The artist’s unique visual language forms one of the most pioneering oeuvres to emerge from post-war Japan and is continually celebrated globally. With the online exhibition, ‘Stream’, Ōsaka-born and Paris-based artist Takesada Matsutani presents a series of previously unseen works, alongside a significant body of preparatory drawings, multi-media paintings and lithographs, dating from the 1970s to present day.
Buddhist teachings were a central element in Matsutani’s childhood education, with our existence seen as a constantly changing current. Although he doesn’t consider himself a Zen practitioner in his art, he has felt a profound affinity with the philosophy’s call for a ‘return to the simplicity of everyday experience,’ its rejection of ‘system-based thinking,’ and its emphasis on ‘a constant moment-to-moment praxis.’ In his multifaceted works, Matsutani attempts to stop time, to materialize a suspended moment and acknowledge the repetition and fluidity of everyday life.
Matsutani began creating vast expanses of metallic black graphite on mural-size sheets of paper built up with painstaking individual strokes, commonly known as his Stream series. The successive layers produce a sense of volume through the interplay of shadows and the direction of the pencil strokes, developing a tactility and inner luminosity as seen in the earliest work in the online presentation, ‘Stream 78-1’ (1978) and ‘Stream 99-5’ (1999). This ritualized manner of mark-making has a performative gesture that presents a time-based record reminiscent of Matsutani’s artistic beginnings in Japan.
Takesada Matsutani was born in Ōsaka in 1937. He began exhibiting with the Gutai Group in 1960, along with Shūji Mukai and Tsuyoshi Maekawa, and officially joined the group in 1963. In 1966, he received a grant from the French government after winning first prize in the 1st Mainichi Art Competition, and subsequently moved to Paris where he continues to live and work today.
Organized with Olivier Renaud-Clément, this intimate presentation embodies Matsutani’s intuitive and enduring connection with his materials over the past six decades, including a new work created in the artist’s studio and home during this period of isolation.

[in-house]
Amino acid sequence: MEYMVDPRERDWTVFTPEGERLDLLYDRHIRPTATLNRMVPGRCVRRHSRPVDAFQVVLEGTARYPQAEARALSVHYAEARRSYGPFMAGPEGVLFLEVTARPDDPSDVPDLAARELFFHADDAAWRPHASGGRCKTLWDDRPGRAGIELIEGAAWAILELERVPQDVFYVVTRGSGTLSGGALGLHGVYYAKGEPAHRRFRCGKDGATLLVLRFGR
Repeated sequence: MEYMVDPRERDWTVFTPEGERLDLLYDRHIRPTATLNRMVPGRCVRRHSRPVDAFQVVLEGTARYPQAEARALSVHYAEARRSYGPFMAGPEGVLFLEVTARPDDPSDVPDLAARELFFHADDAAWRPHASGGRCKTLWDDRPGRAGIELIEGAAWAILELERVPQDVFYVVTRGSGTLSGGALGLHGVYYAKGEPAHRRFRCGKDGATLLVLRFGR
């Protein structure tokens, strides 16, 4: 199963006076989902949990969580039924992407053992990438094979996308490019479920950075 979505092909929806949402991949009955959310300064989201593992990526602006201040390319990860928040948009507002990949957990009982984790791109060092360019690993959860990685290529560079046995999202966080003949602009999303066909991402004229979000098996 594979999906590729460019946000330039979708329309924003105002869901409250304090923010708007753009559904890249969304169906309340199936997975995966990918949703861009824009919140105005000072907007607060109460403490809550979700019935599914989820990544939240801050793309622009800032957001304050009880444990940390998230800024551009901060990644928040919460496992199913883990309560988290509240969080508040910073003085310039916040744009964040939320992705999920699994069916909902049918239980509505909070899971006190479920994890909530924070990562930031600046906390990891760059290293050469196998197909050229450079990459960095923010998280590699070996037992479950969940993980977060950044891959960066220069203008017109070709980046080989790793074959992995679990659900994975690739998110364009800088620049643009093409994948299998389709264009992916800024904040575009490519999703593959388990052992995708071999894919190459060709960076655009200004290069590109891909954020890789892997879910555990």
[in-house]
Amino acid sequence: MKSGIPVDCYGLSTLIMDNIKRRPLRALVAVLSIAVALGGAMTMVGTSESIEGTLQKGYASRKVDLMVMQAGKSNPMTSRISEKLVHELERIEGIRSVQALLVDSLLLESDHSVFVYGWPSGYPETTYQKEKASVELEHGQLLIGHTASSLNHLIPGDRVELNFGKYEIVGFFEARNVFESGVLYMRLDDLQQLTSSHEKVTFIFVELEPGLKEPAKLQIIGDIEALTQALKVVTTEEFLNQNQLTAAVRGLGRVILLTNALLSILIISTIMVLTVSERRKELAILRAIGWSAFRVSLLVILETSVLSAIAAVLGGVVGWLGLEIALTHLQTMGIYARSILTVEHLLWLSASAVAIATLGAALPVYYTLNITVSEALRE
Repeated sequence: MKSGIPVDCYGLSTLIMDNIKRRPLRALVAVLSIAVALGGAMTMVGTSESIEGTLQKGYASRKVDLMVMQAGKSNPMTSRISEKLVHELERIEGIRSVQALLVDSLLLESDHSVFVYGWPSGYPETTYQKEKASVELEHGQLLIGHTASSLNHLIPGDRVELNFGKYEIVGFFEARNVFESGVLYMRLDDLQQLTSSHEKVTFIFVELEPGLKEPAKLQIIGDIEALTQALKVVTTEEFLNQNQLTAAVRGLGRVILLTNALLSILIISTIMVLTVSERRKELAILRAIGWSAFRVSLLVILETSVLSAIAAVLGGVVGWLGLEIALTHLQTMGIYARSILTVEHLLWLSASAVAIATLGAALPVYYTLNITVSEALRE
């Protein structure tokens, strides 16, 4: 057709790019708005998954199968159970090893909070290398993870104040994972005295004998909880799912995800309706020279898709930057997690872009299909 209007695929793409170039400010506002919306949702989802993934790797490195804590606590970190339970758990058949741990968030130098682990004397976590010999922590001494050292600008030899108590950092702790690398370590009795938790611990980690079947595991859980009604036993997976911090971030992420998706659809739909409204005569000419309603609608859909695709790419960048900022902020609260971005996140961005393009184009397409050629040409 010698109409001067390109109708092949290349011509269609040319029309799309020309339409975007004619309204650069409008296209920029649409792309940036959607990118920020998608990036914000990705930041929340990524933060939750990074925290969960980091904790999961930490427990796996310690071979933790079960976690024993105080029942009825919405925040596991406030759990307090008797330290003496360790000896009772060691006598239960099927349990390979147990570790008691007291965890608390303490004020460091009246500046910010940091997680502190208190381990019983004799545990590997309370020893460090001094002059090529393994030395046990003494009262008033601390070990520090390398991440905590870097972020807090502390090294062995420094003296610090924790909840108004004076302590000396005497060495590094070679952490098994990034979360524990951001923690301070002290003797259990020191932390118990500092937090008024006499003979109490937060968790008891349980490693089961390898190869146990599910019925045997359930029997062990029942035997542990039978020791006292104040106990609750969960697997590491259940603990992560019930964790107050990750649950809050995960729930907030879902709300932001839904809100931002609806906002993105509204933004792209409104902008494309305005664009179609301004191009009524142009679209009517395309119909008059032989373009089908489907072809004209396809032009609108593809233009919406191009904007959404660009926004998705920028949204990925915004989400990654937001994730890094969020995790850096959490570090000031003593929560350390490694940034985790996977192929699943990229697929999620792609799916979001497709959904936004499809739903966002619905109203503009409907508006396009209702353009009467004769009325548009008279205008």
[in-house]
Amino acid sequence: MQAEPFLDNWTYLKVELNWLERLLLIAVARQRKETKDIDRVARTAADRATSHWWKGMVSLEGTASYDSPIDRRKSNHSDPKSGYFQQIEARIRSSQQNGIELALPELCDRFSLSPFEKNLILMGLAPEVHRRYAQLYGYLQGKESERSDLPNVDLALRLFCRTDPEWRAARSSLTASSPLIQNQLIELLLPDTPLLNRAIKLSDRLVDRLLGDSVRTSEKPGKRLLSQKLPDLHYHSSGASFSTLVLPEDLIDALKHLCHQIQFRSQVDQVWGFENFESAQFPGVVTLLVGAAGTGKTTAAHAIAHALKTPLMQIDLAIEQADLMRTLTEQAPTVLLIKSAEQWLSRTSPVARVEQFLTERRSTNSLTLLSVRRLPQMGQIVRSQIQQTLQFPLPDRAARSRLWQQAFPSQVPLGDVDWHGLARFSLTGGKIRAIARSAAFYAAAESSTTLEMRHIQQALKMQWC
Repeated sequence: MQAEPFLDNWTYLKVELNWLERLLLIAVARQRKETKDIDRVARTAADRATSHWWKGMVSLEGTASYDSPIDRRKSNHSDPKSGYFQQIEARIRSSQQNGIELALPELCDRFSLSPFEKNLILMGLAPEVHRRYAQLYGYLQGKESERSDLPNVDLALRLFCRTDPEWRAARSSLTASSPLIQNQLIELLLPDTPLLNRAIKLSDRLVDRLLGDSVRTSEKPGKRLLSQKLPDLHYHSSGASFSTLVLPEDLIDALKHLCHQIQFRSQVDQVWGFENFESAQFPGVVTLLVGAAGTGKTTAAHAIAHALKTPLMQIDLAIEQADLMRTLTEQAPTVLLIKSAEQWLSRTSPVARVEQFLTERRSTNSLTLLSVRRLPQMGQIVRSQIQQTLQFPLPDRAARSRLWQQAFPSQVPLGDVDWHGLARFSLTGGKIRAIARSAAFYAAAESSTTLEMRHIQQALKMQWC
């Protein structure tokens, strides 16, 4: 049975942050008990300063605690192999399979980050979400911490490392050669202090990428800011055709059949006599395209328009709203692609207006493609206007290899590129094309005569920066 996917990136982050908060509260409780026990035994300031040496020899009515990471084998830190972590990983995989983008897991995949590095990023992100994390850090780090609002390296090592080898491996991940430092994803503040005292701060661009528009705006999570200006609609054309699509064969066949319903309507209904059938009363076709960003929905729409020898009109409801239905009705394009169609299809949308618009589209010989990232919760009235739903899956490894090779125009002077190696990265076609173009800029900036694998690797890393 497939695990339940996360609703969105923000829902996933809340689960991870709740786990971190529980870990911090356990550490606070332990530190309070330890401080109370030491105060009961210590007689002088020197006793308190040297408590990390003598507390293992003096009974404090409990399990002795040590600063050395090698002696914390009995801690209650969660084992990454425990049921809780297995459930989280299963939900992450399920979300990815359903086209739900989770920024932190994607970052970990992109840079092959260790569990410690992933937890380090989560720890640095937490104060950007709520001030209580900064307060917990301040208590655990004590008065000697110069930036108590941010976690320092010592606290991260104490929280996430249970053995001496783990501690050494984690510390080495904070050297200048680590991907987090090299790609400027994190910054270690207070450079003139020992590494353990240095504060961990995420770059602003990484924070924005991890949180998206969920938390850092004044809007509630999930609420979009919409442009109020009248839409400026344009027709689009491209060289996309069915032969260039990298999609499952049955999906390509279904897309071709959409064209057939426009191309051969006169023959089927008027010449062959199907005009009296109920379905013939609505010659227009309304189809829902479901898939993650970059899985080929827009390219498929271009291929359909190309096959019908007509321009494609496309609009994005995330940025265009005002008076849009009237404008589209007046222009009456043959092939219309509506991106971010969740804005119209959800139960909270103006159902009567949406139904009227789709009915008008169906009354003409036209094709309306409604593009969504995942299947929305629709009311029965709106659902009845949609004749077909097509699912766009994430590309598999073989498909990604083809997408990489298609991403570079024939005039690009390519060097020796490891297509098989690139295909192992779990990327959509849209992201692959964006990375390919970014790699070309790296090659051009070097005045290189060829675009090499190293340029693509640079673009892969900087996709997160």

In keeping with his Gutai roots, Matsutani strove to identify and convey the essential character and expressive possibilities between vinyl adhesive and graphite. It is this confluence of materials, as seen in recent works ‘Propagation 15-2-5’ (2015) and ‘EVOLUTION-99’ (1999), that epitomizes the distinctive visual language the artist has made his own over the last 40 years.
Alongside Matsutani’s rediscovery of the power of black and white, he also started to adopt bright colour planes and shaped canvases with a very personal palette, this is highlighted in ‘Three Circles-19’ (2019), photographed in the artist’s studio in the past month during isolation. Talking about whether the current global pandemic has changed his practice Matsutani says: ‘a little bit at first, but I find my routine is the same and focus on the work is the same. In the end, the beauty is still there and continues to exist.’
This online exhibition follows Matsutani’s retrospective survey at the Centre Pompidou, Paris in Summer 2019 and coincides with the re-opening of ‘Takesada Matsutani: Prints, 1967-1977’ at les Abattoirs, Toulouse, in partnership with the National Institute of Art History, France (INHA). The artist’s work is also featured in our current group presentation at Hauser & Wirth Hong Kong, open until 30 May.
Under the umbrella of Hauser & Wirth’s new global philanthropic and charitable initiative #artforbetter, we are donating 10% of gross profits from sales of all works in our online exhibitions to the COVID-19 Solidarity Response Fund for the World Health Organization.